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Many different structures for sites have been used during the past decade, with each one having their benefits and setbacks.
Next came the monolithic structure - giant server applications. Wordpress and Drupal for example. Unquestionably the biggest disadvantage of WordPress and this approach is security and speed. Developers use plugins and themes that can contain malicious code. And unless a developer is doing all of the page updates, then more likely than not, the pages won't be structured correctly to achieve good search engine optimisation. As it is a 'one size fits all' approach, then sites can be bloated and slow for a lot of users.
Single page applications (SPA) or client side rendering was a fantastic way of providing performant, dynamic sites with high functionality. It's drawbacks were that due to the very nature of a SPA, it wasn't possible to have good search engine optimisation as everything was loaded into the DOM after sending to the browser. Google has made huge improvements recently on improving the way it handles crawling these sites, but it is a complicated issue that will take time to perfect.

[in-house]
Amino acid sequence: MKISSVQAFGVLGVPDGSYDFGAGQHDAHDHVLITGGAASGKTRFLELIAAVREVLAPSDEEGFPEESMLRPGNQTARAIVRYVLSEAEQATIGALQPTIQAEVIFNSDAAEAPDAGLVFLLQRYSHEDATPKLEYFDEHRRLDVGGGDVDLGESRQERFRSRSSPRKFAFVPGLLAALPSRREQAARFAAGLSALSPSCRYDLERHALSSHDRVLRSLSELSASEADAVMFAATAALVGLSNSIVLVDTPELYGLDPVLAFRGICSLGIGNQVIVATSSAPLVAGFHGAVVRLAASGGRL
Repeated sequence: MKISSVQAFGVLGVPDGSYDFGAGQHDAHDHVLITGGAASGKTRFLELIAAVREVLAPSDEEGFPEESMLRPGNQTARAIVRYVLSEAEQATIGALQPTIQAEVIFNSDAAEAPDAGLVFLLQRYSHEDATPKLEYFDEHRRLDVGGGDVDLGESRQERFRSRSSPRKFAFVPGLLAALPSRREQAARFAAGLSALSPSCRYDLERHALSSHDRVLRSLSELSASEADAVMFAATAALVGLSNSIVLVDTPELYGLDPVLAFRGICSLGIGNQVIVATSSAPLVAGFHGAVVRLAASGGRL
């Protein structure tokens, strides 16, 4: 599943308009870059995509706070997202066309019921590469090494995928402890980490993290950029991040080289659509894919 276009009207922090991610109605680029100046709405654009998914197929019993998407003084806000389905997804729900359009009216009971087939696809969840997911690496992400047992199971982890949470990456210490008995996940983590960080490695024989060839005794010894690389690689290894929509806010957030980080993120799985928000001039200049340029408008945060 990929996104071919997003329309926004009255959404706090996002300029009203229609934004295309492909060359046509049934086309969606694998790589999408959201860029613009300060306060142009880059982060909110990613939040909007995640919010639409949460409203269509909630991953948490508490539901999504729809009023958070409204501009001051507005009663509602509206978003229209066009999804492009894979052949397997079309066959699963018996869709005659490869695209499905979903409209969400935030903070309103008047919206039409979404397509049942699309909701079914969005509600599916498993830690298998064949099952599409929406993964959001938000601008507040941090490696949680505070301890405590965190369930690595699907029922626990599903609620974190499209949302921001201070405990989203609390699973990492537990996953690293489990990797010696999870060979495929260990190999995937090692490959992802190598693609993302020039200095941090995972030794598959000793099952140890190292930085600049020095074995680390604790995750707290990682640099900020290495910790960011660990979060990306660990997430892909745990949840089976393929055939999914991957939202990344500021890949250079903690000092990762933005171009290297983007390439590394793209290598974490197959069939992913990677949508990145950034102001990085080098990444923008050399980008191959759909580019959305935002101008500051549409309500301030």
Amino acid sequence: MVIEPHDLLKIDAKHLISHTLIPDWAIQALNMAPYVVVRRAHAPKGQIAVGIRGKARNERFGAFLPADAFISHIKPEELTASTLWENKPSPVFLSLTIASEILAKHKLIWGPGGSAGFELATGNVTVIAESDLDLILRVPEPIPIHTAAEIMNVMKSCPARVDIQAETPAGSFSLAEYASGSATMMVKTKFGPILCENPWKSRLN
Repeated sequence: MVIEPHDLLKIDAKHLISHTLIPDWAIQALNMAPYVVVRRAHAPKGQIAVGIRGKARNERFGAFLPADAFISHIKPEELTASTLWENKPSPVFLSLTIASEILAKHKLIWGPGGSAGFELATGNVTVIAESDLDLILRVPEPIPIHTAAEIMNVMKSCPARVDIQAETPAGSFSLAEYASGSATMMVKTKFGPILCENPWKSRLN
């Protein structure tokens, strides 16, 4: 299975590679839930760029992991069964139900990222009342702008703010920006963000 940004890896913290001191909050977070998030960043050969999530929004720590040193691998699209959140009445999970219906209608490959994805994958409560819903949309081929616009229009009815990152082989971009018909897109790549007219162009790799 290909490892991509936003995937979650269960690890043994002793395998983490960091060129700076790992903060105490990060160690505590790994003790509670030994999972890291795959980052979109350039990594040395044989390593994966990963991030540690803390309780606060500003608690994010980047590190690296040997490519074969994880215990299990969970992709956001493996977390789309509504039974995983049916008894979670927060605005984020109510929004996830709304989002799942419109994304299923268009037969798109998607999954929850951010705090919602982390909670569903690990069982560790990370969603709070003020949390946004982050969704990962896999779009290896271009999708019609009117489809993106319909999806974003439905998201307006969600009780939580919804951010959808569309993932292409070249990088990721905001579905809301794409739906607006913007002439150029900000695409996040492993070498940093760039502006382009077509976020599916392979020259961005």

Isomorphic sites were the answer to this. Each page is created dynamically on the server in response to a page request, but were also partly rendered on the client. This meant that tags, such as meta tags, could be created and sent with the page - crawlers could get dynamic and relevant meta tags. The downside to this approach is that it was expensive and complicated to deploy. You could run up significant costs if the site/app had a lot of traffic.
Here enters static site generation and the Jamstack. Using modern tooling you can create dynamic sites with high functionality and great search engine optimisation. Why wait for pages to build on the fly when you can pre-generate during deployment. When it comes to page speed, nothing beats static files served over a CDN. Not only this, but there have been thousands of articles explaining how page loading times influence your standing in search engine responses. This is the route that I have chosen for most of my new projects as I feel it is usually the best option.